Monkeypox could be renamed to prevent discrimination, the World Health Organisation says, as health leaders plan a meeting to discuss upgrading the status of the virus.
A ‘public health emergency of international concern’ (PHEIC) is the highest level of warning issued by the United Nations agency. That status currently applies only to the COVID-19 pandemic and polio.
There have been 1600 confirmed and 1500 suspected cases of monkeypox this year and 72 deaths, the WHO said. The cases are in 39 countries, including the countries where the virus usually spreads.
Monkeypox is endemic in parts of Africa but there have been more cases both in those countries and the rest of the world.
The virus causes flu-like symptoms and skin lesions, and spreads through close contact.
It is thought to be fatal in about 3 to 6 per cent of cases, according to the WHO. No deaths have yet been reported in the outbreak outside Africa.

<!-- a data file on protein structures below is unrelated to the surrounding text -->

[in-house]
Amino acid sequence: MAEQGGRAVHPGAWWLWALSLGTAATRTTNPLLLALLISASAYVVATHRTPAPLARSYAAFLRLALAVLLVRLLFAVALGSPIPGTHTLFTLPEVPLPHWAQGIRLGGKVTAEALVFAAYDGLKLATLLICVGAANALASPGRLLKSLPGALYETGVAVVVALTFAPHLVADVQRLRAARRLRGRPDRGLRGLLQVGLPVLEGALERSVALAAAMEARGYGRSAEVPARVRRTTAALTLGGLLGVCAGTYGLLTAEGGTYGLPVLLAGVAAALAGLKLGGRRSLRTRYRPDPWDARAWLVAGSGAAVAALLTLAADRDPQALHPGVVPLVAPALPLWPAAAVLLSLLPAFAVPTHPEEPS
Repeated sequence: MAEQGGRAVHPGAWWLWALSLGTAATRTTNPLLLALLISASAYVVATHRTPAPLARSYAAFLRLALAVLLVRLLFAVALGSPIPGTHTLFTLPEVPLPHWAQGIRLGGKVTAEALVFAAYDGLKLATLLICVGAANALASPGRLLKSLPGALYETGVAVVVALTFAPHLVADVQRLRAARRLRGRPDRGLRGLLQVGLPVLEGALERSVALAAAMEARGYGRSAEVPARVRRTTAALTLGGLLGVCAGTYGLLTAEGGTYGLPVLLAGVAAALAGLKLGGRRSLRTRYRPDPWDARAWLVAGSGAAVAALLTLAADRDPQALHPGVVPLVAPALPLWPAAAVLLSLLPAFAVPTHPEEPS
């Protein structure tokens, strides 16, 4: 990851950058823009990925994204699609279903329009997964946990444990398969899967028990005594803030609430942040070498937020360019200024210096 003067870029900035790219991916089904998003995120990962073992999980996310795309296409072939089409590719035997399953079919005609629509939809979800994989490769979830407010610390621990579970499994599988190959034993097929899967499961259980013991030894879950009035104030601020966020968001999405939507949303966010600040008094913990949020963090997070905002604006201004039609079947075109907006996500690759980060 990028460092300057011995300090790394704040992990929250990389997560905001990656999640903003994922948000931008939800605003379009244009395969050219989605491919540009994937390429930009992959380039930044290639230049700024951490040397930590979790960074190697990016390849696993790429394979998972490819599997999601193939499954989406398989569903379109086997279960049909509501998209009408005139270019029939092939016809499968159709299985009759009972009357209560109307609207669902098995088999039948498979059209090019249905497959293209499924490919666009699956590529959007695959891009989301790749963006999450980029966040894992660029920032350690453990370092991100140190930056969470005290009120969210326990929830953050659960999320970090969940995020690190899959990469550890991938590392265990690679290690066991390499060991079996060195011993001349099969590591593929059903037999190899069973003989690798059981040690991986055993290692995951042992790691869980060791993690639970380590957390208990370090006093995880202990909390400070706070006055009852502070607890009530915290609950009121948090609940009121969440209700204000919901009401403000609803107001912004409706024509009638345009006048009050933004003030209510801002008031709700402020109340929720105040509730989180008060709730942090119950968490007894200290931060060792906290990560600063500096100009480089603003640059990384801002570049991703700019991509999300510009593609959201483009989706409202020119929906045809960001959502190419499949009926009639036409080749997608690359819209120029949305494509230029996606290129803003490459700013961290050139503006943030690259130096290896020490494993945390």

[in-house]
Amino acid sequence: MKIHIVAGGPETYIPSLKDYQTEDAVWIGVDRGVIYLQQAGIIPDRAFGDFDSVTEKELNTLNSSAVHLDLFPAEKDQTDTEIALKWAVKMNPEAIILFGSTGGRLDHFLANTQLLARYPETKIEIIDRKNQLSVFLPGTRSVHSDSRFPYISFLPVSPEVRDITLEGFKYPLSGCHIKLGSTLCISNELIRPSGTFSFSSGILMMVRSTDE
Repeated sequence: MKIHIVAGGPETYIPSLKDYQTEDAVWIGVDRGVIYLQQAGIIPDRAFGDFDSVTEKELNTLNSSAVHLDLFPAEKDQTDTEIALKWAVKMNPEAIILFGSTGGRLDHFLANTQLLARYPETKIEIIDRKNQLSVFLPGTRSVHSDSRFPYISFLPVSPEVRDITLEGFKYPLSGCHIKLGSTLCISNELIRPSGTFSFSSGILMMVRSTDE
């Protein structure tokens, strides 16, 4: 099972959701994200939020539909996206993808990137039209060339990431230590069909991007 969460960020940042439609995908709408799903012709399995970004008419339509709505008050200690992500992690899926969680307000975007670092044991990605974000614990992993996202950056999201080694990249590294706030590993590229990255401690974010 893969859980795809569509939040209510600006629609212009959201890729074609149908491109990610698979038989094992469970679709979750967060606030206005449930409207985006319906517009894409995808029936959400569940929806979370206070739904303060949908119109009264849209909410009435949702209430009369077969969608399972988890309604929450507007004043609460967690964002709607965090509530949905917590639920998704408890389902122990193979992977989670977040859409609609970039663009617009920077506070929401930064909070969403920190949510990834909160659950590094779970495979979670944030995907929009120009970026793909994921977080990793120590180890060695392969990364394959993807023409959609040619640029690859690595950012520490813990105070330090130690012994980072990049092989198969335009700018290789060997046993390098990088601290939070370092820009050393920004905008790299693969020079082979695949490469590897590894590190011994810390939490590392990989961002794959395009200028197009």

The majority of deaths this year have been in the Democratic Republic of Congo.
WHO Director General Tedros Adhanom Ghebreyesus said that it was time to consider stepping up the response because the virus is behaving unusually, more countries are affected and there is a need for international co-ordination.
The committee meeting on Thursday next week will include global experts but the WHO director general makes the ultimate decision on whether the outbreak deserves the PHEIC label
Experts have been pushing the WHO for faster action for several weeks following criticism of the agency’s initial response to the coronavirus pandemic.
Alongside COVID-19 and polio, other disease outbreaks have been declared PHEICs, like Ebola in 2014.
A committee can also, however, pull back from raising the alarm.
Health experts would also consider a new name for the virus.
It comes after more than 30 scientists wrote about the “urgent need for a non-discriminatory and non-stigmatising nomenclature”.
The said naming infectious diseases must be done “in a way that minimises unnecessary negative impacts on nations, geographic regions, economies and people and that considers the evolution and spread of the virus”.
Data showed the majority of cases in Africa were transmitted between human to animals, the scientists wrote. Many of the cases present in areas outside of Africa have spreading between humans through sharing of bodily fluids.
“In the context of the current global outbreak, continued reference to, and nomenclature of this virus being African is not only inaccurate but is also discriminatory and stigmatising,” they wrote.